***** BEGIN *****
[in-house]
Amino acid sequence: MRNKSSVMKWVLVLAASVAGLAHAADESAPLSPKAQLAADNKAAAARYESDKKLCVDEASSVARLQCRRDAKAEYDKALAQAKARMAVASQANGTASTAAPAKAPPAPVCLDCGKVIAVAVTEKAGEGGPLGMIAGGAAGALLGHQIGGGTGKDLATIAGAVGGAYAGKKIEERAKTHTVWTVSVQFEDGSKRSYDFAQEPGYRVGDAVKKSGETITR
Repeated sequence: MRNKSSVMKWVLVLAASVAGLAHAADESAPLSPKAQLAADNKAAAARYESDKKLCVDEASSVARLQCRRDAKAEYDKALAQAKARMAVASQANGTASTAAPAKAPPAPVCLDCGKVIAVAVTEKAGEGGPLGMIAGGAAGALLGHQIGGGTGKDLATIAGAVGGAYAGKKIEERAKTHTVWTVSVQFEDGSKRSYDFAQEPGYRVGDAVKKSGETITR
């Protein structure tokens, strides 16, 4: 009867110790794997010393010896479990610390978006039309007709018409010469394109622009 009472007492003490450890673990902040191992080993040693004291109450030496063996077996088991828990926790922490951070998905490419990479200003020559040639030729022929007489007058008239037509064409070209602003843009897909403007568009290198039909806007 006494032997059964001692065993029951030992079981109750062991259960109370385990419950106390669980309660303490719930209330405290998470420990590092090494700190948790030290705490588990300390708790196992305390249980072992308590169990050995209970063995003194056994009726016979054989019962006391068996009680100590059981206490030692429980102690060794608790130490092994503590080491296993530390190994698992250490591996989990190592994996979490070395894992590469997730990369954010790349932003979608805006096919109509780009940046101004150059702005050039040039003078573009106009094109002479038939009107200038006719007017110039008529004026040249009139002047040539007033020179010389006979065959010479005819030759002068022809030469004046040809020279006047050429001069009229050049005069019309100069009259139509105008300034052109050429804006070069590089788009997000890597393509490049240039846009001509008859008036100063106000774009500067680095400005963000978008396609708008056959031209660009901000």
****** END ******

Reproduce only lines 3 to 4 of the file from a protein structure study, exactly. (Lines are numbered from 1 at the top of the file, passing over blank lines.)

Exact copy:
Repeated sequence: MRNKSSVMKWVLVLAASVAGLAHAADESAPLSPKAQLAADNKAAAARYESDKKLCVDEASSVARLQCRRDAKAEYDKALAQAKARMAVASQANGTASTAAPAKAPPAPVCLDCGKVIAVAVTEKAGEGGPLGMIAGGAAGALLGHQIGGGTGKDLATIAGAVGGAYAGKKIEERAKTHTVWTVSVQFEDGSKRSYDFAQEPGYRVGDAVKKSGETITR
């Protein structure tokens, strides 16, 4: 009867110790794997010393010896479990610390978006039309007709018409010469394109622009 009472007492003490450890673990902040191992080993040693004291109450030496063996077996088991828990926790922490951070998905490419990479200003020559040639030729022929007489007058008239037509064409070209602003843009897909403007568009290198039909806007 006494032997059964001692065993029951030992079981109750062991259960109370385990419950106390669980309660303490719930209330405290998470420990590092090494700190948790030290705490588990300390708790196992305390249980072992308590169990050995209970063995003194056994009726016979054989019962006391068996009680100590059981206490030692429980102690060794608790130490092994503590080491296993530390190994698992250490591996989990190592994996979490070395894992590469997730990369954010790349932003979608805006096919109509780009940046101004150059702005050039040039003078573009106009094109002479038939009107200038006719007017110039008529004026040249009139002047040539007033020179010389006979065959010479005819030759002068022809030469004046040809020279006047050429001069009229050049005069019309100069009259139509105008300034052109050429804006070069590089788009997000890597393509490049240039846009001509008859008036100063106000774009500067680095400005963000978008396609708008056959031209660009901000």